Have you ever felt so sure that something bad, something horrific was about to happen? Your heart pounds and palms sweat. It must be true, because you feel it. Right?
Weellllll … not so fast. I’m sure you can also think of times when you felt one way and reality went another way. Thoughts and emotions can be quite confusing, especially for those with anxiety disorders and obsessive compulsive disorders.
Helping us make more sense of them is much of what I do as a therapist.
What is Emotional Reasoning?
The act of using your feelings as evidence (or proof) of something and/or letting those feelings guide your behavior is called emotional reasoning.
Before we go any further, please know that everyone engages in emotional reasoning. Everyone. Have you ever woken up with a racing heart and assumed the day would suck? What about feeling like “they’re the one,” when on a first date? It’s not right or wrong. (You know how I don’t want us judging our feelings.) It’s just part of being human.
If you’ve struggled with emotional reasoning, understanding what it is can help you practice awareness when it happens. What traps us is the intensity of the feelings. They feel so real that it’s hard to believe the situation may not be real (or as we’ve imagined). That intensity then guides the behavior.
For example, the anxious mom who feels so strongly that something bad will happen when her son leaves for school that she texts him every 5 minutes looking to make sure he’s okay. Or the person whose jealousy feelings are so intense that he’s unable to maintain close relationships.
To help us respond differently, let’s dive a little deeper.
Thoughts Aren’t Facts
Emotional reasoning goes hand-in-hand with believing your thoughts are facts. What we think or what we feel isn’t always a sign of reality. We want to ask ourselves, is there evidence to support my feeling? Am I making a decision based on fear? Am I trying to avoid an uncomfortable feeling?
When people are scared of something, their gut often “feels off” because of the fight, flight or freeze response. When your body releases cortisol and adrenaline, it responds with different physical sensations: racing heart, sweating, brain fog, stomach distress, feeling like you’re out of your body, tingling in your extremities, etc.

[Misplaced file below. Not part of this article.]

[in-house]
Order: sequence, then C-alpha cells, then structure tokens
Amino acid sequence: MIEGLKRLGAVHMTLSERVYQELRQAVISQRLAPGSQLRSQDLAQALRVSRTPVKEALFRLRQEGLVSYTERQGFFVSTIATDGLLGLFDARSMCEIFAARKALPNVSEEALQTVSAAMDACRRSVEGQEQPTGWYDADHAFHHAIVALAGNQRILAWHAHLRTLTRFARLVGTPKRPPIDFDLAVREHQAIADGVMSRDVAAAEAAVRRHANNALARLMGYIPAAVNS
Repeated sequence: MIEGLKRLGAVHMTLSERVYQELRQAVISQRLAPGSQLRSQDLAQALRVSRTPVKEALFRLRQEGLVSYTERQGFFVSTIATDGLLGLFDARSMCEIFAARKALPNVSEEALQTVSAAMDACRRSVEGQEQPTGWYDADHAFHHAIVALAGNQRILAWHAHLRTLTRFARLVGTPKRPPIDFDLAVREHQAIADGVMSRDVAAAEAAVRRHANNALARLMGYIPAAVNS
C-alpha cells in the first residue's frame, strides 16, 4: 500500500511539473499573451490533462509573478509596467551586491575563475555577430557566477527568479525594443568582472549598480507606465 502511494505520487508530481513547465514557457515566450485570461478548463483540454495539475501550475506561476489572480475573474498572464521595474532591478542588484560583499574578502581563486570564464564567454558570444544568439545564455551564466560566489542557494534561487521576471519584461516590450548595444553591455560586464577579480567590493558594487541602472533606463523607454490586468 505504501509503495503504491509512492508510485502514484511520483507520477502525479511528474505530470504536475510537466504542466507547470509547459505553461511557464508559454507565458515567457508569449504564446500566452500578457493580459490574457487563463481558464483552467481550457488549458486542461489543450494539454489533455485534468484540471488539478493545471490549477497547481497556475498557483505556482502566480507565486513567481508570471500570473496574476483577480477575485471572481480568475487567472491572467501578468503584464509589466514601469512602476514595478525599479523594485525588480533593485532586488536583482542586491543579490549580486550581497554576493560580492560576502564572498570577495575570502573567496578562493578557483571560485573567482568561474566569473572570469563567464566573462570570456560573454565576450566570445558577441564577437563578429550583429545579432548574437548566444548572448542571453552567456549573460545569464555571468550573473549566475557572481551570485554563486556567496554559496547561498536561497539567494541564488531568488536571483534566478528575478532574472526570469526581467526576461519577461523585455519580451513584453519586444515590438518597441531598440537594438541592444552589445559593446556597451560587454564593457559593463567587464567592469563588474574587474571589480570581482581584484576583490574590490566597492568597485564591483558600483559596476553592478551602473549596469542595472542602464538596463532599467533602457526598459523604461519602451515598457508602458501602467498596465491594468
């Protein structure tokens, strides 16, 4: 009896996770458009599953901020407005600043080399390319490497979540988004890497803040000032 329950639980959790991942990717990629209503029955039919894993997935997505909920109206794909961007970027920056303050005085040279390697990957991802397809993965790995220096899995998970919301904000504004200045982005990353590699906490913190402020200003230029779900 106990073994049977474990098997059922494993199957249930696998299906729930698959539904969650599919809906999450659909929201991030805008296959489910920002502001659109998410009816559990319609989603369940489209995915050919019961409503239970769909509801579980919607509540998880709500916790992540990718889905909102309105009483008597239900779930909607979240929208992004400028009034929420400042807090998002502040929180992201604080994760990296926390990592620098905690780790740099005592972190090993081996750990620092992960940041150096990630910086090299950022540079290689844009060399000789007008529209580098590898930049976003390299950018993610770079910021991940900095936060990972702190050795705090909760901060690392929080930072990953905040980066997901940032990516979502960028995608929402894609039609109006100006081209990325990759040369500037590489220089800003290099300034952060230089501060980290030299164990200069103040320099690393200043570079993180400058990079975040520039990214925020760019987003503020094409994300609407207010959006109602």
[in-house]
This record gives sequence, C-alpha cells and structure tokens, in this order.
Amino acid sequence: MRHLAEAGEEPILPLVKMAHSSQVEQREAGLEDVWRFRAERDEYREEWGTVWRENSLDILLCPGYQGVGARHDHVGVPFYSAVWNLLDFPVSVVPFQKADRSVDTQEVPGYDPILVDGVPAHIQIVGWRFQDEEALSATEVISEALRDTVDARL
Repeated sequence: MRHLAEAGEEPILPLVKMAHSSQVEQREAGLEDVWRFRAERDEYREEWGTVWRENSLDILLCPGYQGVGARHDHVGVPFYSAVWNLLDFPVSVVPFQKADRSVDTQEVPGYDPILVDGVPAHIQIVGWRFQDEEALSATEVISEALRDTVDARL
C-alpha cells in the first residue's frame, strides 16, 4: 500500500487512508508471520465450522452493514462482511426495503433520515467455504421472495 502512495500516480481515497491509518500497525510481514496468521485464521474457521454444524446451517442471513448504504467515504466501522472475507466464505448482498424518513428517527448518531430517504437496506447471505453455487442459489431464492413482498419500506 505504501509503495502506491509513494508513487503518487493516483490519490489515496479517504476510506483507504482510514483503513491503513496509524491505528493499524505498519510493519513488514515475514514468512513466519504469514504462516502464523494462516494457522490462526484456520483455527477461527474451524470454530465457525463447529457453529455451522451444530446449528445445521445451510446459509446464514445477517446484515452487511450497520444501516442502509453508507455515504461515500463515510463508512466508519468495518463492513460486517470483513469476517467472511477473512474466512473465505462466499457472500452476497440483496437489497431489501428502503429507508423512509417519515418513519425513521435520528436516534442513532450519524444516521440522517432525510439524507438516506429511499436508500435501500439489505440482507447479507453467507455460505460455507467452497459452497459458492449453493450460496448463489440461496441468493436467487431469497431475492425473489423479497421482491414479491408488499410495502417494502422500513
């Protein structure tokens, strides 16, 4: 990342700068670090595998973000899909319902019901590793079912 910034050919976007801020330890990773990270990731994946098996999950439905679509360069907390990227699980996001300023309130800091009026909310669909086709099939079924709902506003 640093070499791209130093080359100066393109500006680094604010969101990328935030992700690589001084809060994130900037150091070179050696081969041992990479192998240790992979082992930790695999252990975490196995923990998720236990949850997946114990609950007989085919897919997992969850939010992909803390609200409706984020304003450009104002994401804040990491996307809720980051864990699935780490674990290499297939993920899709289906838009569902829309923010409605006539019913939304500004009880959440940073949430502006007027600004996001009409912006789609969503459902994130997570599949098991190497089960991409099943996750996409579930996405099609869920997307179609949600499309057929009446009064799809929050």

But here’s the thing. Your feelings are not always “signs” of anything other than your body (specifically, your amygdala) firing.
If you’re someone who’s prone to stomach tightness, you may misinterpret a normal physiological response as proof of something. “Something’s wrong!” When you respond with actions designed to alleviate that uncomfortable feeling, it increases — and the cycle continues. The more anxious someone gets, the more fused they become with their thoughts and feelings.
For anyone who’s stuck, detaching from our thoughts and feelings is the path to getting unstuck.
What about Manifestation?
Something that often trips people up is the desire to trust their intuition. In the age of manifestation and Law of Attraction, this idea can be very confusing. For people with anxiety disorders, excessive worry or OCD, it can be hard to know when we’re emotional reasoning verses trusting our gut. That’s when a therapist can really help.
Ultimately, working with a licensed therapist is the key to learning how and when to disengage when thoughts and feelings trigger the cycle. If you live in Ohio, please reach out. If you’re out of state, check out the IOCDF or ADAA websites for providers in your area.